he also puts just as much work into bringing the most in-depth commentary as possible, spending countless hours researching and finding bios and anecdotes for each athlete. “To me, preparing and knowing as much as you can about the event and the athletes is so key,” he said. “Not preparing is preparing to fail.” Jay is used to having his voice heard across the globe, from the Winter Olympics to the X Games to Red Bull’s Signature Series events, but covering the first-ever surfing competition for the Olympics will extend his reach even further. “The stuff I do on TV will be heard in 171 countries,” he said. Jay’s call will be cast on Olympic Broadcasting Services, as well as on the NBC Sports mobile app in every country with an English option. The schedule for the event is an open format, meaning the competition can happen anytime between July 26 and Aug. 2, depending on the surf for the day. Check the official schedule each day for specific times.

Jay surfs his local break at La Conchita.


26  Thursday, July 8, 2021

CVN

SHORT STOPS

Coastal View News • Carpinteria, California

ABOVE, At the start of the 800-meter race, CHS alum David Celio takes the lead followed by CHS student Hugo Alvarado and 65-year-old Kenneth Hammer in third.

PHOTOS BY ROSANA SWING

‘All Comers’ track meet brings community out for fun competition

Carpinteria High School hosted the first of three “All Comers” track and field events this summer on July 3, welcoming competitors of all ages to participate in a fun open meet to challenge themselves and encourage active lifestyles. “Our ‘All Comers’ meets fill a niche. High school and college athletes are able to continue to gain experience and skill in the off season, older athletes get a chance to compete,” said Van Latham, Carpinteria’s track and field coach and organizer of the events. Many of the competitors in the first meet were teenagers, but there was a fair share of more experienced athletes, like 65-year-old Kenneth Hammier and former Dos Pueblos High School track coach Dave Kuderka – who brought his entire family to compete while in town on vacation. Latham said everyone at the event enjoyed themselves, and he was glad to see a large showing of Carpinteria athletes show up in one of the few occasions that current students, alumni and recent graduates could all compete together. Finding organized competition is especially hard, he said, for the athletes after high school and college. “It is often difficult to find meets for the masters athletes,’’ Latham said. The open format encourages participation for all ages and levels and invigorates the track and field community of Carpinteria. “We have three main goals for our ‘All Comers’ meets,” Latham said. “Provide a service to the track and field community, give our athletes additional opportunities and raise money.” Latham credited Weldon Nomura, John Larralde and Keith Kephart for assisting with the event. The next “All Comers” meets will be held at 11 a.m. on Saturday and Sunday, July 10 and 11, for two days of events concluding in a heptathlon and decathlon.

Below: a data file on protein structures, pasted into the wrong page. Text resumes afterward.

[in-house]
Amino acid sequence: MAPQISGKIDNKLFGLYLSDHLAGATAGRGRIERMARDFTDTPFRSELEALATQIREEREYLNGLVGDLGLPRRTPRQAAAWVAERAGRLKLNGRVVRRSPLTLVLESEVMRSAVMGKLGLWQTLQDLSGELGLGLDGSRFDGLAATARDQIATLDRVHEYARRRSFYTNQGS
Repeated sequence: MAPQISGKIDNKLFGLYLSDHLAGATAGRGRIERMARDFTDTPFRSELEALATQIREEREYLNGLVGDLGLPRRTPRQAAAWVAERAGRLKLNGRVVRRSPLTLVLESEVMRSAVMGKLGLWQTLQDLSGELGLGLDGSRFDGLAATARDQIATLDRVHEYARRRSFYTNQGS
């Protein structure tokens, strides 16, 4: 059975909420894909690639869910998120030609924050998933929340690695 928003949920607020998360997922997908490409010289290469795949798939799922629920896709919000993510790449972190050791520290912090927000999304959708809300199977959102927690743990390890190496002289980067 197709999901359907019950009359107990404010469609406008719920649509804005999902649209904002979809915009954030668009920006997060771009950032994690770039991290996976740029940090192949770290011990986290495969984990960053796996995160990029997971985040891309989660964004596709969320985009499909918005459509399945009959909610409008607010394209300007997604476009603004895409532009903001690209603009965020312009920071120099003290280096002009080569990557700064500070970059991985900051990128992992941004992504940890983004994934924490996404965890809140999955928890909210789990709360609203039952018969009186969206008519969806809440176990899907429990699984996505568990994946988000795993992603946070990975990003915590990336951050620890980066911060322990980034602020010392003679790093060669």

ABOVE, All-CIF discus thrower Esai Vega decided to add the high jump to his usual repertoire. LEFT, Dave Kuderka, former Dos Pueblos High School coach visiting from his new home in Michigan, finishes the 400m hurdle race. RIGHT, Dylan Kuderka hurls the shot. His father Dave is the former Dos Pueblos High School track coach.

Recent CHS grad John Ramirez prepares to let the javelin fly.


Coastal View News • Tel: (805) 684-4428

Thursday, July 8, 2021  27

Junior Guards of this week are: from top row left to right Brick Trumble and Mila Michele; middle row, Connor Boyd and Elsabet Schlobohm; front row, Caprisabel Acquistapace and Chase Glasgow.

Carpinteria’s Junior Guards of the Week

Owen Brown takes a strong start in the 400-meter race.

Each week, the best and brightest of Carpinteria’s junior lifeguards are chosen for setting the standard with hard work and great attitudes both in the surf and on the sand. The six youngsters selected for the first week of the summer embody the spirit of the program, showing up each day ready to perform physically and mentally while improving every step of the way. Brick Trumble is described by instructors as having great character and always encouraging his teammates without any complaints. He got first place in flags for the boys this week and has an “awesome attitude every single day.” Mila Michele was chosen for her hard work in the competitions, and instructors call her “a beast on the sand.” She placed first overall for boys and girls flags and in the top 10 for the long run. “We are excited to see how she grows even more as an athlete,” said Leilanie Silva, Junior Lifeguards program coordinator. Connor Boyd is one of the strongest junior guards, according to Silva. “He works hard in every event and has fun while doing it all,” she said. Elsabet Schlobohm is highly motivated every day of the program and has made a personal goal this summer of beating all the instructors in every event. “She is very friendly and pushes her teammates daily,” Silva said. “Elsabet takes every challenge head on.” Caprisabel Acquistapace was chosen for her positive mindset, and instructors said she comes every day with a smile on her face. “Her positive attitude definitely inspires the other junior guards,” Silva said. “We can tell she has been challenging herself during our workouts.” Chase Glasgow showed his ability to perform through adversity, after being stung by a stingray on the first day and still being ready to go – setting the tone for the rest of the week. “We can tell he is a very good athlete and uses his capabilities to lead the way in our workouts,” Silva said.